By Rebecca Bowe
Hundreds marched from Hallidie Plaza to San Francisco City Hall yesterday afternoon to protest Mayor Gavin Newsom's proposed city budget, which contains deep cuts to address a looming $438 million general fund deficit.
Organized by a coalition called Budget Justice, which includes Coleman Advocates, the Coalition on Homelessness, SEIU and others, the rally and march brought out a wide cross-section of people whose lives would be directly affected by cuts to the city's health and human services programs. Homeless people, veterans, the elderly, AIDS patients, organizations that aid victims of violence and sexual abuse, people in need of mental-health therapy or programs for recovery from substance abuse, and single room occupancy residents were all represented.
Sups. John Avalos and Chris Daly delivered rousing speeches and hurled scathing criticism at Newsom's proposed budget. They called for sharing the pain more equitably, and a number of speakers advocated for progressive revenue measures that could help stave off the worst of the bloodshed.
Sup. John Avalos took the podium just before heading into City Hall to lead the Budget & Finance Committee meeting and implored the people gathered out front to come into the board chambers to make their voices heard. “Mayor Newsom, he told us, he said: We have a near-perfect budget. Do we have a near-perfect budget?” Avalos asked, then paused while everyone cried out, “Nooo!!!!!” “Hell no!” he echoed. “We have a budget with a lot of blood on the floor. It’s your blood it’s our blood and all of our blood!”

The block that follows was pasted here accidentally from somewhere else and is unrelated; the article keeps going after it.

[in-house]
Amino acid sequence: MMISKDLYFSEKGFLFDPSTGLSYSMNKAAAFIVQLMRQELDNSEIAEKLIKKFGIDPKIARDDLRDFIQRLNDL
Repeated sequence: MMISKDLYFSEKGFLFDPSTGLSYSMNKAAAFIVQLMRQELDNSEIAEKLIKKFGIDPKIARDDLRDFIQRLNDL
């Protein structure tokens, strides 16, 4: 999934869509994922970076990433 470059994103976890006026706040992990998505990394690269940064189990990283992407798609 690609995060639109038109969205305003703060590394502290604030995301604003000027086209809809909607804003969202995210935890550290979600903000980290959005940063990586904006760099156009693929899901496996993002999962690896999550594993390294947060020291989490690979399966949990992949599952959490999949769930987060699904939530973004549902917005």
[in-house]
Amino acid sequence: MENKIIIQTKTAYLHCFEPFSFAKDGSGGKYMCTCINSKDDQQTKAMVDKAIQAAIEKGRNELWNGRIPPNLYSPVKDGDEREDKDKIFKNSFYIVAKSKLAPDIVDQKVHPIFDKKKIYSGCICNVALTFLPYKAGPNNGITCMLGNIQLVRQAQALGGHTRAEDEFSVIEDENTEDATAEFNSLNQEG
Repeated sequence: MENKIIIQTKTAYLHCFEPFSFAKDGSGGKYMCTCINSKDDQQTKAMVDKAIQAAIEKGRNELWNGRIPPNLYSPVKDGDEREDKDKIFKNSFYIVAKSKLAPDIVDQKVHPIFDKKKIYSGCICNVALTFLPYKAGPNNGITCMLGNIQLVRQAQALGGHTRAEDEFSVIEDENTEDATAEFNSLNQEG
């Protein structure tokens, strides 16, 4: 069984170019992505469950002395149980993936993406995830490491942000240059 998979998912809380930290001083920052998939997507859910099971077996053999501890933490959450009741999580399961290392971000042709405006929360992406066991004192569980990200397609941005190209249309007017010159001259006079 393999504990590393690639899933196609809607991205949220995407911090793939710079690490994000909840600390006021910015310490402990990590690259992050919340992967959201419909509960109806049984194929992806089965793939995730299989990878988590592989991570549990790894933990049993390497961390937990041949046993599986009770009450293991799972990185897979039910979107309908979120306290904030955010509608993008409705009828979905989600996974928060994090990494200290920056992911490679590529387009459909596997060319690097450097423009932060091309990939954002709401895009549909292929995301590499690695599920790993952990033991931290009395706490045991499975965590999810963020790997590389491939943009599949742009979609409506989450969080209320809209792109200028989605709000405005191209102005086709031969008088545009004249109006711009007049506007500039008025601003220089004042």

“I didn’t have high expectations” for the mayor’s proposed budget, Sup. Chris Daly said, “but I was shocked. I was appalled.” Daly charged that even as services to the city’s vulnerable populations are being slashed, “the politically connected and the powerful get huge increases. That is not going to happen in the city and county of San Francisco, because we are not going to allow that to happen! And we will come back, and we will keep coming back, and we will fight! We will not rest until we see justice in the city and county of Saint Francis.”
Sharen Hewitt, Executive Director of the Community Leadership Academy & Emergency Response Project, a nonprofit that helps people traumatized by violence, spoke passionately about the mayor’s proposed budget cuts. “I just left Sunnydale,” she told the crowd, referring to a public-housing development in Visitacion Valley and one of the most impoverished areas of the city. “Sunnydale – you know where it’s at? This is not an issue of budget,” she continued. “This is an issue for my community of life and death.”
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